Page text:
LONDON/NEW YORK—The dollar rose against major peers on Wednesday, snapping three days of weakness, after U.S. consumer prices surged at their highest rate since 1990 and fuelled fears inflation could prove stickier than Federal Reserve expectations.
The consumer price index rose 0.9 percent last month after gaining 0.4 percent in September and in the 12 months through October, the consumer price index accelerated 6.2 percent, the U.S. Labor Department said on Wednesday, while analysts expected on average the rise to be limited to 5.8 percent.
The Fed last week restated its belief that the current inflation surge is transitory, but many investors fear that underestimating price increases could prove to be a costly policy mistake.
At 1002 EDT (1502 GMT), the dollar index, which measures the greenback against six major currencies, was up 0.31 percent at 94.2470 after reaching a high of 94.440 immediately after the data was released.
“It’s a pretty shocking number, shockingly robust … Housing inflation tends to be very persistent. If it’s running at 3.5 percent year-over-year, high total CPI inflation is not likely to prove transitory,” said Greg Anderson, global head of foreign exchange strategy at BMO Capital Markets in New York.
“Markets are pricing in more Fed rate hikes as a result of this number,” he said.
Anderson noted that one of the most noticeable reactions to the news was the Mexican peso’s decline against the dollar, which was last up 0.27 percent after touching its highest level against the peso since October 29.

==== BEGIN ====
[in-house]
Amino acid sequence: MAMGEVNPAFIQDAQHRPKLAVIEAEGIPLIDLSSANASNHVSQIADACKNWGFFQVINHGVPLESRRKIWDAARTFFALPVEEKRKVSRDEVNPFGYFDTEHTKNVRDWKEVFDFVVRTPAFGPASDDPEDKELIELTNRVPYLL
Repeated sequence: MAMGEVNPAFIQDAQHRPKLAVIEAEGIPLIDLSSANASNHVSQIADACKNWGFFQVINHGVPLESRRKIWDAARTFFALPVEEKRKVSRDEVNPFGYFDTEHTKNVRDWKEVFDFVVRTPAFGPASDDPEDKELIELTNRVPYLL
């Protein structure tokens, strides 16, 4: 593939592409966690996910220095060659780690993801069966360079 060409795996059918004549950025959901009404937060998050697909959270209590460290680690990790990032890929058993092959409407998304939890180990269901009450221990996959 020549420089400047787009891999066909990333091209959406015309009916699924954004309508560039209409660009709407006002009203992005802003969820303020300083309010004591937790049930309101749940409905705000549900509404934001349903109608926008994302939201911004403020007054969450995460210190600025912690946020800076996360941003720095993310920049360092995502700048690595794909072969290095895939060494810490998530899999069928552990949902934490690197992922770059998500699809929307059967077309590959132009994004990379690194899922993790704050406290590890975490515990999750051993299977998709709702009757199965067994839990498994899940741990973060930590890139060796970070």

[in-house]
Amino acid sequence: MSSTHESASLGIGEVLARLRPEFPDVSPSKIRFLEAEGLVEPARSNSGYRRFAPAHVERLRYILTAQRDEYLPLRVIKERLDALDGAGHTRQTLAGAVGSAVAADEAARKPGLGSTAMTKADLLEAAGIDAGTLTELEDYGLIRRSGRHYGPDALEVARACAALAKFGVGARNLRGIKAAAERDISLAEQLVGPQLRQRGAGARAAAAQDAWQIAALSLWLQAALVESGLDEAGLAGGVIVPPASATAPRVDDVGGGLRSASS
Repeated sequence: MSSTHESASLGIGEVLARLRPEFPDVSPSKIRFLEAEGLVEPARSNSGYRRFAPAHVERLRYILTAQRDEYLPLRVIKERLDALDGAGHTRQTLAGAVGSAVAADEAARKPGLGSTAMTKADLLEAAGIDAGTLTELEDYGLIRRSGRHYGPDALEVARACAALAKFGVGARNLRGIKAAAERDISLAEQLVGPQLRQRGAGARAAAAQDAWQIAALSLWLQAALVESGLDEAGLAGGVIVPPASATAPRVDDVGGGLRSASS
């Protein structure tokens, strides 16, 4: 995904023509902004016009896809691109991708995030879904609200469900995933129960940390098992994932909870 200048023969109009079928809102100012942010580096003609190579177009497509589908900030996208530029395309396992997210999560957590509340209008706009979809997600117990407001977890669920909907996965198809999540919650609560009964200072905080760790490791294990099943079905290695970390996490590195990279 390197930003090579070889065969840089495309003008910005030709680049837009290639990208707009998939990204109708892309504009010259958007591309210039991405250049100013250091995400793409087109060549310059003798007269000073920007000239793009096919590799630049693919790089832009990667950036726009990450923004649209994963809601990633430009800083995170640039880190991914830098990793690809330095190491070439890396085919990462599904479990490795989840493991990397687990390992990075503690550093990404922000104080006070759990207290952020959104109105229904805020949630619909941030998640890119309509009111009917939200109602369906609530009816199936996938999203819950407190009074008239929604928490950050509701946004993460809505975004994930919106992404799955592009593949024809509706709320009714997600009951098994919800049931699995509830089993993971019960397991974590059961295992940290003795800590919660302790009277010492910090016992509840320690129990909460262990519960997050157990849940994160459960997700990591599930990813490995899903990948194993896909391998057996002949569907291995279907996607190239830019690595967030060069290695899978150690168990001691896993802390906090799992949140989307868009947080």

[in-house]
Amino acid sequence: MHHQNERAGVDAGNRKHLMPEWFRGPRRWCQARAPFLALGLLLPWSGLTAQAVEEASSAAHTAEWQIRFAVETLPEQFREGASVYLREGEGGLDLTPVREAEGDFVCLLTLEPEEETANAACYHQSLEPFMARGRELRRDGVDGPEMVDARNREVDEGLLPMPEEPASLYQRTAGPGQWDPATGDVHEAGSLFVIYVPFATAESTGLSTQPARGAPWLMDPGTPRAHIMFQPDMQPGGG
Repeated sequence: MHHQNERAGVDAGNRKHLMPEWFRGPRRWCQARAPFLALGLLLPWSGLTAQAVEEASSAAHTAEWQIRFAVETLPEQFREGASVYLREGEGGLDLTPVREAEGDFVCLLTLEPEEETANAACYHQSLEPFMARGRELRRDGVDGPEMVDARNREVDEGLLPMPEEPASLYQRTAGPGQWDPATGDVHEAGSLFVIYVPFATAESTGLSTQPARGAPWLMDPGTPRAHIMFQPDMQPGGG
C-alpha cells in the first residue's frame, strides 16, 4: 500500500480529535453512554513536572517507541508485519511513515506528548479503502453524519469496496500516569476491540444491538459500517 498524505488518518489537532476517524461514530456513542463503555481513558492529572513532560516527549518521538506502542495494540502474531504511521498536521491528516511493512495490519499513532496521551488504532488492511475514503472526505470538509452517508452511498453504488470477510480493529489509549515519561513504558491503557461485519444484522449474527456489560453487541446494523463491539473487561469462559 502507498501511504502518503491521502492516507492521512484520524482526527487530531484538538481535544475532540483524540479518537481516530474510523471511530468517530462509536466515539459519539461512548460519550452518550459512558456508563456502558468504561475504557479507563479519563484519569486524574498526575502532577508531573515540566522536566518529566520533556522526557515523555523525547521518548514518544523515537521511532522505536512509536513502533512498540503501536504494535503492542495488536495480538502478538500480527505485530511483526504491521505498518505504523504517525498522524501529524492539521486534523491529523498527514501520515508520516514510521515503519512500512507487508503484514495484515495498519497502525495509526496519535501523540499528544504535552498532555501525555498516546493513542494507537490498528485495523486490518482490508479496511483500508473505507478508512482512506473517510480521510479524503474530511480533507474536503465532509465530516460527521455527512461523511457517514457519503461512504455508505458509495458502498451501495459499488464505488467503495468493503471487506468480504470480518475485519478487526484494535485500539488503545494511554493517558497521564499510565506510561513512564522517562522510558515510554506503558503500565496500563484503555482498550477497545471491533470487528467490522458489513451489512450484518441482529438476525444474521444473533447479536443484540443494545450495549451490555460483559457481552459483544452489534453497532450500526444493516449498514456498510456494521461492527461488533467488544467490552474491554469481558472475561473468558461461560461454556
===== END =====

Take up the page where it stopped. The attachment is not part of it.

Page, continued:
Against Japan’s yen the greenback rose 0.7 percent to 113.6750 yen after Tuesday touching its lowest point against the yen since Oct. 11.
The euro fell 0.32 percent to $1.1559.
Hammered last week after the Bank of England’s surprise decision to keep rates unchanged, sterling was last down 0.30 percent at $1.3518, but held well above Friday’s more than one-month low of $1.3425.
The Australian dollar was up 0.04 percent against the greenback at $0.7383 while the New Zealand dollar was down 0.29 percent against the U.S. dollar at $0.7108.
“What do these numbers say? Simply that inflation is going to be long-lasting and structural inflation has picked up speed,” said Peter Cardillo, chief market economist at Spartan Capital Securities In New York.
“The bottom line is that this is going to be a real challenge for the Fed in the coming months and suggests that inflation has not peaked,” he added.
Data already showed on Tuesday that U.S. producer prices increased solidly in October, driven by surging costs for gasoline and motor vehicle retailing, suggesting that high inflation could persist.
In cryptocurrencies, bitcoin jumped after the U.S. inflation data and was last up 1.5 percent at $68,289.26, below its all-time high of $69,000.00 marked earlier in the day.
By Julien Ponthus and Sinéad Carew